When you are a new streamer, you can quickly moderate your stream as new viewers and comments visit. As you grow, however, you will find that you need moderators to help you so that you can remain focused on your content, enjoy your chat, and not worry about removing or altering subpar comments in the chat. What makes a good mod for a broadcasting channel?
A good moderator is a dependable viewer who actively wants to help the streamer grow their channel. They check the streamer’s chat and remove any comments that don’t align with the broadcaster’s channel rules. Good moderators are welcoming to newcomers and help interact with them by answering questions about the streamer and their content. They should be dependable and trustworthy.
In this post, we will talk about what you should look for in a moderator and how to fill those positions with the right people. There are always people who genuinely want to help you. Make sure you thank them and appreciate them for their efforts.
What Are Moderators?
Your moderators are people that you have selected to help you manage your chat and build your community. They remove posts that are against the stream’s rules and issue warnings, time-outs, and bans. Mods can keep a log of their actions and the reasons for them that you can see if there is a dispute. They should be familiar with you and your content and know all the chat commands associated with your channel.
Moderators can also answer questions, handle spreadsheets, and anything else that you agree upon. The right ones will understand you and your community and will genuinely want to help.
Do Twitch Mods Get Paid?
Twitch mods are not paid, however, you can give them perks to thank them for their help.
When Do You Need Moderators for Your Stream? How Many Should You Have?
We recommend starting with a chatbot. These are automated moderators that you can pre-customize to delete messages with hateful speech, links, and other things you don’t wish to have displayed on your channel. For more information about chatbots, read Best Chatbot for Twitch: Guide to Picking Your Little Helper.
After that, we agree with Twitch’s recommendation: to add them as needed. If you are still growing, having one or two that stay for most of your stream time should be sufficient. As you grow, you will need to add more. Twitch recommends that you have 5 active mods for every 200 viewers once you start getting five messages per second. With a chatbot, you can manage with fewer.
It’s Your Channel. You Can Pick Who You Want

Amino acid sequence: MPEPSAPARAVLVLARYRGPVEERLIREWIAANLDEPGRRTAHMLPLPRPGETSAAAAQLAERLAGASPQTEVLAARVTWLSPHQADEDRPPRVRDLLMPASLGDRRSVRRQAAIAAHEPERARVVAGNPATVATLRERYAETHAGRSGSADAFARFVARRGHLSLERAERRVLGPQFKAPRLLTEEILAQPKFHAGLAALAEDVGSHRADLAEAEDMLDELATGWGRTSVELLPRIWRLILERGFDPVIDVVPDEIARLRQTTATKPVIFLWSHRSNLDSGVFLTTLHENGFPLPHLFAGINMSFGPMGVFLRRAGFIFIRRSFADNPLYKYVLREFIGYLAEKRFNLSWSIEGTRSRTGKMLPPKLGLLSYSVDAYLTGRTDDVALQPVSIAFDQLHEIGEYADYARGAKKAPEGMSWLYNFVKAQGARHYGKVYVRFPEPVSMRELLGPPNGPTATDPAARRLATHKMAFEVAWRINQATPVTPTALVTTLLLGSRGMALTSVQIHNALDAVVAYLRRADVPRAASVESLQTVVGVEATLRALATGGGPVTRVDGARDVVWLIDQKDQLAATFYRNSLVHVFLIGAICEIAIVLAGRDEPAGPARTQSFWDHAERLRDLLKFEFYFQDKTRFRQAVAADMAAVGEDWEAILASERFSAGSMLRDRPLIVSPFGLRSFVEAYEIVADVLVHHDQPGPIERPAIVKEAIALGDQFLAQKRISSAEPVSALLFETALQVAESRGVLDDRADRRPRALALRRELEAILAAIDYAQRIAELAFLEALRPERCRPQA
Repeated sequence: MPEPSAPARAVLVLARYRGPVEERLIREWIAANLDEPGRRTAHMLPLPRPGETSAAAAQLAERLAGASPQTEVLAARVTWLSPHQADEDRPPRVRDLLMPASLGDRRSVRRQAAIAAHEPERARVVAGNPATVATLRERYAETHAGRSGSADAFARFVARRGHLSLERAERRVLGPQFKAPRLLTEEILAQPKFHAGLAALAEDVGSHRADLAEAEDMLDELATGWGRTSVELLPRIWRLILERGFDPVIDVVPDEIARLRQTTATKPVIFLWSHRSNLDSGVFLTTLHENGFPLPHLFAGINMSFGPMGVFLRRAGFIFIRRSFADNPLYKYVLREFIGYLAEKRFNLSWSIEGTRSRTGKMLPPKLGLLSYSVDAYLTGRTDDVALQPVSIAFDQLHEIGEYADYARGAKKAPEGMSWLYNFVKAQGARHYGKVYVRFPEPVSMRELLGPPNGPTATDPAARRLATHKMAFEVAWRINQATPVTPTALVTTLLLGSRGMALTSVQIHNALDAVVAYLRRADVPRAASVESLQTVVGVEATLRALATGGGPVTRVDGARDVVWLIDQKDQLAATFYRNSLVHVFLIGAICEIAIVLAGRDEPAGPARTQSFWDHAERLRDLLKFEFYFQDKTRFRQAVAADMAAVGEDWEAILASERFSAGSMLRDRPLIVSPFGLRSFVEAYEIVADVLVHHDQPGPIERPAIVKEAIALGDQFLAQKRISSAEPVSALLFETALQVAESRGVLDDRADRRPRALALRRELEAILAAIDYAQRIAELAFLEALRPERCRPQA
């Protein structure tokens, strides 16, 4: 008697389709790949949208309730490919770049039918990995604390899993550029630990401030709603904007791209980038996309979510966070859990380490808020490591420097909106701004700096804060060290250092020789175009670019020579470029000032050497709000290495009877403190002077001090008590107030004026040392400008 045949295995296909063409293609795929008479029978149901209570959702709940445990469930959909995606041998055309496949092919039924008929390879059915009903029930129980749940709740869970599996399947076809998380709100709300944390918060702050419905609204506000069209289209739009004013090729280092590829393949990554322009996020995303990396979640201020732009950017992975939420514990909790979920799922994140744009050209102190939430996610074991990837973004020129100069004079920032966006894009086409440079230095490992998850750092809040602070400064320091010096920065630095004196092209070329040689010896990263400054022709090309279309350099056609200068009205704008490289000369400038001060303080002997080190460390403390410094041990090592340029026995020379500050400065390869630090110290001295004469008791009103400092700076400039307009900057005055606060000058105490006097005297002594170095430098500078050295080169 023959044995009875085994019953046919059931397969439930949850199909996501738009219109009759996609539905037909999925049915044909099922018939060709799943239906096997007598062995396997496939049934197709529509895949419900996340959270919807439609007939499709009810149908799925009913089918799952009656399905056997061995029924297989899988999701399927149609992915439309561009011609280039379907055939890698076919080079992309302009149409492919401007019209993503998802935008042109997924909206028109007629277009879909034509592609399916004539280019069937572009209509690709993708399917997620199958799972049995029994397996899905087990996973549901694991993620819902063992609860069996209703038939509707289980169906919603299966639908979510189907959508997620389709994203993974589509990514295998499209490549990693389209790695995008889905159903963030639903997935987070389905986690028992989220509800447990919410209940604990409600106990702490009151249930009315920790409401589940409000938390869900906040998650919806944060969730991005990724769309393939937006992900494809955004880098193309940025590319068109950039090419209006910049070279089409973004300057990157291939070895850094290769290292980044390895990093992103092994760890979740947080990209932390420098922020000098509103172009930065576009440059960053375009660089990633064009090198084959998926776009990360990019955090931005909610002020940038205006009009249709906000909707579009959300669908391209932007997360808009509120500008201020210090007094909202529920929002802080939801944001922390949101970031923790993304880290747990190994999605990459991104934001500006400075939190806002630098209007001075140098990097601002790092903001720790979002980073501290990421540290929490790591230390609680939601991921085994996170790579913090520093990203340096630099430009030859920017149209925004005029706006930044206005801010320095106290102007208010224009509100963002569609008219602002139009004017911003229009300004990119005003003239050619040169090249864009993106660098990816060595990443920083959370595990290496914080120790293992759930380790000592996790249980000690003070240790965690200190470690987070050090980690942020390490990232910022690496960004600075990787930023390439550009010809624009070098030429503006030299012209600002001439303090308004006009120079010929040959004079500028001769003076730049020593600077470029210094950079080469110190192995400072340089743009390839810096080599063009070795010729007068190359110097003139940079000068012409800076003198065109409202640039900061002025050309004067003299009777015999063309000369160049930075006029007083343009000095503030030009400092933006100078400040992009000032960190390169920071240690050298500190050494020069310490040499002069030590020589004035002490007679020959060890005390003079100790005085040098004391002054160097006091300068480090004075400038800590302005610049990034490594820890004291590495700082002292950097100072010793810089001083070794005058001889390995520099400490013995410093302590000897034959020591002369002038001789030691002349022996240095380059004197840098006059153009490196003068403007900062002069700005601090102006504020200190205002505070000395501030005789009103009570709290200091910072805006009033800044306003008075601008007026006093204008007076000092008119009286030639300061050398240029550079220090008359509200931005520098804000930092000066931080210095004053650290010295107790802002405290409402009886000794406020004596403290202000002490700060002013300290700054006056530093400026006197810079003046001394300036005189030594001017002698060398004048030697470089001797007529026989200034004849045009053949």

Don’t feel pressured to pick a moderator that makes you uncomfortable. Your mods will be your assistants, and if you worry that they will cause problems or step outside of your rules, don’t make them a mod, even if they beg. Perhaps, especially if they beg. The worst that can happen is that you will lose a viewer if you don’t accept them. Find a way to “let them down” easy and stay professional. If the press you, let them know that you have heard them and that you will reach out to them in the future if you change your mind.
Patiently Wait for the Right Person
Don’t rush into getting mods. Wait for the right people to show up. These are people that you will need to trust with your channel, your brand, and your reputation. Choosing people because you are in a hurry or because you feel pressured to do so could cause stress and might even set your channel back a few steps. Moderators are human beings with their thoughts and agendas. If their goals for your channel aren’t aligned with yours, you will have a mess on your hands.
When the right person comes along, have a chat with them before you make them a mod. Explain your vision for your channel. Ask them if they have any feedback for you. If their thoughts are helpful and useful for the channel growth, then consider them for the position. If their ideas are about their interaction with you or what benefits they will receive as a mod, they might not be the right person. Let them know what you expect them to do up-front so that there are no surprises on their end after their promotion.
Characteristics of Good Mods
If you aren’t using your real-life friends and family as moderators, it can be hard to know who to trust online right away. As people join your community, you will have the chance to interact with them, and, in time, you will be able to gauge their character. There are a few aspects that you can seek out, which will help you select your mods. We have listed several below:
- People who encourage conversation. Look for individuals who talk with your other viewers, not just with you. Make sure they are naturally social without extreme views on touchy subjects. An excellent communicator who isn’t immature is a good place to start. Find someone who is respectful and won’t drop to the level of trolls. They need to be able to diffuse dissent and handle all viewers with patience.